The Obama administration on Monday began the work of trying to determine exactly what roles the members of its fledgling coalition of countries to fight the Islamic State in Iraq and Syria will play, with Defense Secretary Chuck Hagel huddled with the leaders of the one country the administration has called "absolutely indispensable" to the fight: Turkey. But after hours of meetings here, there were no announcements of what the government of President Recep Tayyip Erdogan might do. In fact, Turkish officials meeting with Mr. Hagel eschewed the news conferences that usually accompany high-level visits from American officials.
Back in July, political scientist Norm Ornstein noted that "blocking ambassadors when the world is in turmoil and America's national interest is at stake is simply shameful." At the time, Senate Republicans just didn't care.
The question now, as Rachel explained on last night's show, is whether GOP senators are prepared to be more responsible now that their five-week break is over.
For example, when it comes to addressing ISIS, there are few countries on the planet more important than Turkey. Consider the White House's full-court press.
Diplomatic progress with Turkey is critical when it comes to an international response to ISIS, but Senate Republicans have refused to allow the United States to have an ambassador to the country to help with the talks. Obama was forced to dispatch the Bush/Cheney ambassador to Turkey in a temporary capacity because of the immediacy and urgency of the situation.
Note, the problem is not with Obama, who months ago nominated a highly qualified, career foreign-service officer, John Bass, to fill the post. Rather, there's no U.S. ambassador to Turkey right now because of a Republican tantrum.
And it's not just Turkey. The United States wants to help respond to the Ebola crisis in Western Africa, but Republicans won't confirm an ambassador to Sierra Leone. U.S. officials want to address the humanitarian crisis in Central America, but Republicans won't confirm an ambassador to Guatemala. The Department of Homeland Security doesn't even have Senate-confirmed policy chiefs in place to handle terrorism and cybersecurity threats because Republicans haven't allowed votes on pending nominees.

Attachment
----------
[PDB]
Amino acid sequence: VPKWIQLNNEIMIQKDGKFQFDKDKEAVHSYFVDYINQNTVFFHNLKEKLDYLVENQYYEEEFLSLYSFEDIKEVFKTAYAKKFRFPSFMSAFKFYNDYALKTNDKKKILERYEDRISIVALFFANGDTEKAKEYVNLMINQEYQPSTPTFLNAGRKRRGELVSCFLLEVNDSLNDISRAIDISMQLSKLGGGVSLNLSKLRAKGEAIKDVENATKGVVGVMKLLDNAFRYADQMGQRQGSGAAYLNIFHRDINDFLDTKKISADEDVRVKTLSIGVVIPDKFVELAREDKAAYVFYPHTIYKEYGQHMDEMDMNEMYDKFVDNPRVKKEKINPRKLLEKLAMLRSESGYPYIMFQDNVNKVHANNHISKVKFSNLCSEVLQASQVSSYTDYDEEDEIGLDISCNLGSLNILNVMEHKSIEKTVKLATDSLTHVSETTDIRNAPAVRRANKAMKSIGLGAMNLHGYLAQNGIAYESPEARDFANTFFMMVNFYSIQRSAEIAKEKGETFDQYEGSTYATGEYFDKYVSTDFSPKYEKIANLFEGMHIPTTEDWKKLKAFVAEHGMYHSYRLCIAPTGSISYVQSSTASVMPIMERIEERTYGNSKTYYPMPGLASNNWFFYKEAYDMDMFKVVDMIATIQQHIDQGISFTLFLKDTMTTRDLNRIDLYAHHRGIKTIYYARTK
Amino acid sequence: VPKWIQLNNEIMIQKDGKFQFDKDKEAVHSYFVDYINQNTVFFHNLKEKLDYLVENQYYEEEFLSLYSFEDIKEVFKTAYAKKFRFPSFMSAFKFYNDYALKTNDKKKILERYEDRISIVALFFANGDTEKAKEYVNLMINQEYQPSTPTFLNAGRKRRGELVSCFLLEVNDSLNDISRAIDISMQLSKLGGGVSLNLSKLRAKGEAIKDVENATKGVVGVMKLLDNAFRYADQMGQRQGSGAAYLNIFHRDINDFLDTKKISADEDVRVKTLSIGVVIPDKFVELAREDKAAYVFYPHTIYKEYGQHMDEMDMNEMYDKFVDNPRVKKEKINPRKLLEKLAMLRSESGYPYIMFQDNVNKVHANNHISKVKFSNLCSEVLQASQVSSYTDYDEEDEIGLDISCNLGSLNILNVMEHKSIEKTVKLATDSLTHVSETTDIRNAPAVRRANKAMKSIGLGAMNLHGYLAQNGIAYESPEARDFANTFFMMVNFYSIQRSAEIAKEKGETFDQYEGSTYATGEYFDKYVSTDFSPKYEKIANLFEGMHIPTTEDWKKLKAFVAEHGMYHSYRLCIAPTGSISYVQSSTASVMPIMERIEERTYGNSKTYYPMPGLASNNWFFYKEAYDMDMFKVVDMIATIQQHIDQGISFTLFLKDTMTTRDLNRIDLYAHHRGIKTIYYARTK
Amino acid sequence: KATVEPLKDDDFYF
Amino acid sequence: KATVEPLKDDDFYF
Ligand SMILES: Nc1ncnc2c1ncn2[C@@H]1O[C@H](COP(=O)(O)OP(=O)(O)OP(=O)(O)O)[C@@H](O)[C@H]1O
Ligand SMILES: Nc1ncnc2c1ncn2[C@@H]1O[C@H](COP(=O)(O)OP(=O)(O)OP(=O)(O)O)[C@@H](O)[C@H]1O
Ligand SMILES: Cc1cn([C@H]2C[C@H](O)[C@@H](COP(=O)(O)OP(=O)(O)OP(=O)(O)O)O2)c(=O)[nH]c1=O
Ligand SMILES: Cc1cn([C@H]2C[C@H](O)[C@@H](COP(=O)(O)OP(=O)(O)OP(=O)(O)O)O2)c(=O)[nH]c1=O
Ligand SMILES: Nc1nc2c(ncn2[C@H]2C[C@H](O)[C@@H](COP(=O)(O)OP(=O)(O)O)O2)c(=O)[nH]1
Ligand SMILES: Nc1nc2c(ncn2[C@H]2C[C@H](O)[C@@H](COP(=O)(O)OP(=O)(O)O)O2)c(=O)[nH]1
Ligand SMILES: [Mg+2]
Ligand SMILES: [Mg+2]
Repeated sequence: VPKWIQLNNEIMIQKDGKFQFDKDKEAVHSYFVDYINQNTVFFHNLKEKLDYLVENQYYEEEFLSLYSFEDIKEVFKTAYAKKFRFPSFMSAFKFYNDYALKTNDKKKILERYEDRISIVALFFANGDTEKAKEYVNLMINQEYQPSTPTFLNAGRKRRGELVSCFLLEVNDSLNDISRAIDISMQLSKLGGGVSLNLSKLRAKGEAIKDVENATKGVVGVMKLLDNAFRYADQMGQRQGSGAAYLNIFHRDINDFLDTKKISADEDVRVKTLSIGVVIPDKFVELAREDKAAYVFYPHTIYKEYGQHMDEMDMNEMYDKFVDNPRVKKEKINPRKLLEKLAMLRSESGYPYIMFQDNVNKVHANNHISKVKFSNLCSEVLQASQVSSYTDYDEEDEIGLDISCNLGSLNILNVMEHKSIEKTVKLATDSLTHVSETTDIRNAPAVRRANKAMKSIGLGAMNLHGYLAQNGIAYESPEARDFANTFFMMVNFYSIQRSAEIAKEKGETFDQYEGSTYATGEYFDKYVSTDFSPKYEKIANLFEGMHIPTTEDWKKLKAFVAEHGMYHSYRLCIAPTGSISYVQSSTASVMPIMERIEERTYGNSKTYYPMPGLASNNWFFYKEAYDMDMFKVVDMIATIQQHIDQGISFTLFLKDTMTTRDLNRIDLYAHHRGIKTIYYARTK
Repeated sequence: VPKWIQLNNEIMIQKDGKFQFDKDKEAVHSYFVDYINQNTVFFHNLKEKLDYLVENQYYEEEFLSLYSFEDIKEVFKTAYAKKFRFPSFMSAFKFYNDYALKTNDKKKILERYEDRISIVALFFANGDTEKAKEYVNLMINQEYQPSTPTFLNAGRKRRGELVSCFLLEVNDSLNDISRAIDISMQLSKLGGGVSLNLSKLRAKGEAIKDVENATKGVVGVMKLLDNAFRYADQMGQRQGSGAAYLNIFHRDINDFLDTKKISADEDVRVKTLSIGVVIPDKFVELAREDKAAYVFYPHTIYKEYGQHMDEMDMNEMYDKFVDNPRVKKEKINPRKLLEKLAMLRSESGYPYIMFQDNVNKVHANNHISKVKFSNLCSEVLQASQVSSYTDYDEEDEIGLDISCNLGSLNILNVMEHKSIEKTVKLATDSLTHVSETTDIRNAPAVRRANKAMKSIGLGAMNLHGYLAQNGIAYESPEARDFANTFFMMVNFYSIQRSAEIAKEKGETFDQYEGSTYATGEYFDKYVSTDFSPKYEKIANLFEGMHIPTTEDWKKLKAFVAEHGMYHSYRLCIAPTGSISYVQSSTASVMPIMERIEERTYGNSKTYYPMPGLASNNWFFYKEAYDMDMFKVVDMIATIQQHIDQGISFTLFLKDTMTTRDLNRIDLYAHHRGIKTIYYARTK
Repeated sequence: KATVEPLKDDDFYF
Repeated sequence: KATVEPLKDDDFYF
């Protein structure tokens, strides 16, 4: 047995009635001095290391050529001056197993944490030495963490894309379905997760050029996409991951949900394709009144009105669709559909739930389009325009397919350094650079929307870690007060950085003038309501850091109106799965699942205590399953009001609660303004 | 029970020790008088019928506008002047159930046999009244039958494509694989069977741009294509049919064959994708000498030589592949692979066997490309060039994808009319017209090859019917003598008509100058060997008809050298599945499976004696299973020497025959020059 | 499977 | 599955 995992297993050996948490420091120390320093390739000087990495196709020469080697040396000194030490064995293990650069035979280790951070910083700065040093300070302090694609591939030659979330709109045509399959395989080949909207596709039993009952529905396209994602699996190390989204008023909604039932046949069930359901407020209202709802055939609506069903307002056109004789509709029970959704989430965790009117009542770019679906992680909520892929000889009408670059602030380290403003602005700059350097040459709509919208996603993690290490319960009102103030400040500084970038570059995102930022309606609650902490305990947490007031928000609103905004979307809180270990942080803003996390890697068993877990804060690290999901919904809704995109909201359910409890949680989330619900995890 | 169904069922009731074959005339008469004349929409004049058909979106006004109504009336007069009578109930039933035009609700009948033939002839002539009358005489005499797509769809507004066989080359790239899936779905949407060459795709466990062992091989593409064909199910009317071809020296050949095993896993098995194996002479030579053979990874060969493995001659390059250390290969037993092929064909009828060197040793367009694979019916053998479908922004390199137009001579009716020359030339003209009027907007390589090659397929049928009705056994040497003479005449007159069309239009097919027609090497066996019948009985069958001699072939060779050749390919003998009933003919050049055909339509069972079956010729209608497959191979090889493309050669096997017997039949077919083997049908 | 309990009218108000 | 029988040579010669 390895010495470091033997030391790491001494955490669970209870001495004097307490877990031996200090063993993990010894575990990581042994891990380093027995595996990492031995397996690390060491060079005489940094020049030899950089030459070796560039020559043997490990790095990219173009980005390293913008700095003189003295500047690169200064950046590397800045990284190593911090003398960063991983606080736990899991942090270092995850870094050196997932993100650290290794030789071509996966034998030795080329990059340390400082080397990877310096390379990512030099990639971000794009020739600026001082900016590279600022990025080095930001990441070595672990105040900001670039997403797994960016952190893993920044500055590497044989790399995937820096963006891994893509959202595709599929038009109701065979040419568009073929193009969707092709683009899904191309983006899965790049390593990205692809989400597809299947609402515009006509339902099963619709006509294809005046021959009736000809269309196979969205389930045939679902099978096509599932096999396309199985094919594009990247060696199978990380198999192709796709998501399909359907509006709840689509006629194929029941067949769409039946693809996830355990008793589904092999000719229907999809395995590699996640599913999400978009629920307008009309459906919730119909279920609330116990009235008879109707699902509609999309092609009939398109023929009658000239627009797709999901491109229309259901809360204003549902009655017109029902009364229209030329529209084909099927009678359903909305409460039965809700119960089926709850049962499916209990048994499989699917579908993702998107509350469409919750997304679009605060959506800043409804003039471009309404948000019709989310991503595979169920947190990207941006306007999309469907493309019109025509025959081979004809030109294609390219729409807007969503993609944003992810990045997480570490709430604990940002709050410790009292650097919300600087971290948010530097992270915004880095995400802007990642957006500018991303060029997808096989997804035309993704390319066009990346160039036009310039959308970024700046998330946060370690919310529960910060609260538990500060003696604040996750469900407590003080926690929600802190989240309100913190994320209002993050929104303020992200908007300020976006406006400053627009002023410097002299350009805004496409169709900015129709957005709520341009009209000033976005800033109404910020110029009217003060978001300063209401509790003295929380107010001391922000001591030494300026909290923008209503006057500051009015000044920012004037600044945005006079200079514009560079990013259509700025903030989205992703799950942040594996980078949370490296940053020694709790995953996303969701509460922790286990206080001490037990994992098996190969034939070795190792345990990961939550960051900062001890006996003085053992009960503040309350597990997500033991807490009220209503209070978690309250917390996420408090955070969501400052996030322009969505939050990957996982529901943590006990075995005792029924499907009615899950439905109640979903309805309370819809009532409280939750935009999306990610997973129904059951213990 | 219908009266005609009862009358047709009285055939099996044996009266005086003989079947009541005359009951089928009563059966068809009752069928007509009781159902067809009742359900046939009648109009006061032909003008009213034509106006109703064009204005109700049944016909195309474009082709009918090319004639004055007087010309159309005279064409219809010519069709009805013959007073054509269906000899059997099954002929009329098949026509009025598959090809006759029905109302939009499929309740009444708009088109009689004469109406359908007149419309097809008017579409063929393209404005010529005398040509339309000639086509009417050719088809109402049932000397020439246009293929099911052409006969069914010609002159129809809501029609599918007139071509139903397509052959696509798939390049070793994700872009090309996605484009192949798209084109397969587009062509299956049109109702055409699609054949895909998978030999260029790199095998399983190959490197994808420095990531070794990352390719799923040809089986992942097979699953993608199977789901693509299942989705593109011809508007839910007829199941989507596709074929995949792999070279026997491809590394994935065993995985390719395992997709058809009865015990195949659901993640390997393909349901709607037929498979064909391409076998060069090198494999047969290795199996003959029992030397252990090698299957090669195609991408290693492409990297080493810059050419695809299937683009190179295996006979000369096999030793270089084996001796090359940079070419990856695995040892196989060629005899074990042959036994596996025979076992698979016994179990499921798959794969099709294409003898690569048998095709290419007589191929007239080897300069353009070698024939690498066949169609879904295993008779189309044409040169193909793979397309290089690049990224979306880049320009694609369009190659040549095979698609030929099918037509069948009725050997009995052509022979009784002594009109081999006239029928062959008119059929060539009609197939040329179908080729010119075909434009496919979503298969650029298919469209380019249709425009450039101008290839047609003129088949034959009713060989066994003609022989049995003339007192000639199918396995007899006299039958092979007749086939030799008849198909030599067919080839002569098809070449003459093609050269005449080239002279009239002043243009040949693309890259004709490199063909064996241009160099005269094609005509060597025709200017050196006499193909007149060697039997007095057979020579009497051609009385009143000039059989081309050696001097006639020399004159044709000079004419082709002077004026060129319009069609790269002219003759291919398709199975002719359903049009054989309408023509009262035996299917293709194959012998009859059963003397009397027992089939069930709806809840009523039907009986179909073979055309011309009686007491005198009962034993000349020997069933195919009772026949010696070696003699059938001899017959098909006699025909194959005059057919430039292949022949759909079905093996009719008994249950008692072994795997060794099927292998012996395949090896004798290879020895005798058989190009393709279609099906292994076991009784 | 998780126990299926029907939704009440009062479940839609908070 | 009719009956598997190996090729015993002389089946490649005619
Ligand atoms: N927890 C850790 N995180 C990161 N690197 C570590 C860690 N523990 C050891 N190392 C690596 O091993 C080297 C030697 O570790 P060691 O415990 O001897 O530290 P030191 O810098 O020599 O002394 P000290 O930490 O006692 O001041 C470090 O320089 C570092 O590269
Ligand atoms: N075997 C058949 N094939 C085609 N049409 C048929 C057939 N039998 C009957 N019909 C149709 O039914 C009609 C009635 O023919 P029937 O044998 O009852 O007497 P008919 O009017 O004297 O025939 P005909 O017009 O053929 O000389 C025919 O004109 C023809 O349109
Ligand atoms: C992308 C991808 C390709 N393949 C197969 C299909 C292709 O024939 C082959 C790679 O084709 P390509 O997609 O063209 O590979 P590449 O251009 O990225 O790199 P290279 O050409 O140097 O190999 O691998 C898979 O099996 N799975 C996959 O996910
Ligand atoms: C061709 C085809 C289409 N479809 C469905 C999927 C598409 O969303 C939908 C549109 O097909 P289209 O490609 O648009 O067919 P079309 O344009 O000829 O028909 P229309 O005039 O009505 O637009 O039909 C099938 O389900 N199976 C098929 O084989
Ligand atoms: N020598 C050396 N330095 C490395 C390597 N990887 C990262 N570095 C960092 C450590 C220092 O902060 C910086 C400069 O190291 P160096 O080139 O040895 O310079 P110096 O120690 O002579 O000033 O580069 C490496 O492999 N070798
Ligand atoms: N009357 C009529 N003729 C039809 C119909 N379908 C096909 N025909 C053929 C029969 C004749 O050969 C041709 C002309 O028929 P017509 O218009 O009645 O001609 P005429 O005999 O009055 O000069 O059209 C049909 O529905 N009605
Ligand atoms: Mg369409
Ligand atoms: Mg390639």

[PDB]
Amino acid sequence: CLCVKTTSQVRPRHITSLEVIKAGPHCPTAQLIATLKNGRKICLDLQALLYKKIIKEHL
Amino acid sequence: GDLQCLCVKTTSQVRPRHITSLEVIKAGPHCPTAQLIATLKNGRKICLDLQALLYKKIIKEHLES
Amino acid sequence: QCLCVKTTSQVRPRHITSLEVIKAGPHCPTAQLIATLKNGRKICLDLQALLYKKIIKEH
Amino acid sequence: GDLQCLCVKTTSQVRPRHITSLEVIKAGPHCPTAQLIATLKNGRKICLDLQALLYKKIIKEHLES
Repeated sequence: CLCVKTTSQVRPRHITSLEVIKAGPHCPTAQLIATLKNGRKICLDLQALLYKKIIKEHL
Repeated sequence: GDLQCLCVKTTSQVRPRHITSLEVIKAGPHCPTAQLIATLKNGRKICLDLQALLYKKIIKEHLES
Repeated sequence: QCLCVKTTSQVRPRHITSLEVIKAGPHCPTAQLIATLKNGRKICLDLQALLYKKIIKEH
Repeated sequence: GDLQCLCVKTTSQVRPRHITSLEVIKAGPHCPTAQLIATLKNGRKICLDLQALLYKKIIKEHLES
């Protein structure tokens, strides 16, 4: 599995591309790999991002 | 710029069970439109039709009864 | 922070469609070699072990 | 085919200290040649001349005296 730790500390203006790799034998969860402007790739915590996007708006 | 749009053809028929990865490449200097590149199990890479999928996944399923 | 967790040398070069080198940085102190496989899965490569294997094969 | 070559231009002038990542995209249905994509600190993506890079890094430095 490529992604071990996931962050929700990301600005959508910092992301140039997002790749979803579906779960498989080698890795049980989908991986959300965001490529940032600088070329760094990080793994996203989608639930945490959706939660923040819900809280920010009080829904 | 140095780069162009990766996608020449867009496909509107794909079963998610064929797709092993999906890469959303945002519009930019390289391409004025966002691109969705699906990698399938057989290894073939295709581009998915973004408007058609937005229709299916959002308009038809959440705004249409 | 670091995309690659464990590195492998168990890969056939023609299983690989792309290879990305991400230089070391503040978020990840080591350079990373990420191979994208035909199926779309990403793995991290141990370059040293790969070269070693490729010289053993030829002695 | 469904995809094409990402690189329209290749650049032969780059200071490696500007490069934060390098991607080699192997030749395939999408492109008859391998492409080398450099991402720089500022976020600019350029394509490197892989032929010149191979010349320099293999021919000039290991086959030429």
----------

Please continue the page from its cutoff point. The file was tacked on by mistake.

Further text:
It's important to understand why.
If President Obama had nominated controversial and/or unqualified individuals for these posts, and the Senate GOP minority had concerns about these officials on the merits, we could at least have an intelligent conversation about the process and what can be done to address it.
But that's not what's happening. In July, after Sen. Mike Enzi (R-Wyo.) blocked votes on uncontroversial ambassadorial nominees, the Republican was asked to explain why his party was undermining U.S. diplomatic efforts abroad. "We used to pass ambassadors and all kinds of people en bloc like that," Enzi told his colleagues on the Senate floor, "but we have this nuclear option now that the majority chose so it takes a little longer to do that whole process, and on that basis, I object."
Got that? Republicans abused filibuster rules to such an unprecedented extent that Democrats restored majority-rule on nomination votes. This hurt Republicans' feelings, so they're blocking votes on ambassadors, regardless of the circumstances, regardless of the consequences, and regardless of America's foreign-policy interests. The GOP minority is actively and deliberately undermining ongoing diplomatic efforts as part of a months-long tantrum.
And they're confident that Americans won't hear anything about this before the midterm elections, when they expect voters to reward their antics, quite possibly with majority status.
According to the United Nations, there are 193 nations in the world, and of that total, the United States maintains embassies in 169 countries. As of now, the ambassador’s office is currently empty in roughly a fourth of those embassies because the Senate hasn’t confirmed anyone.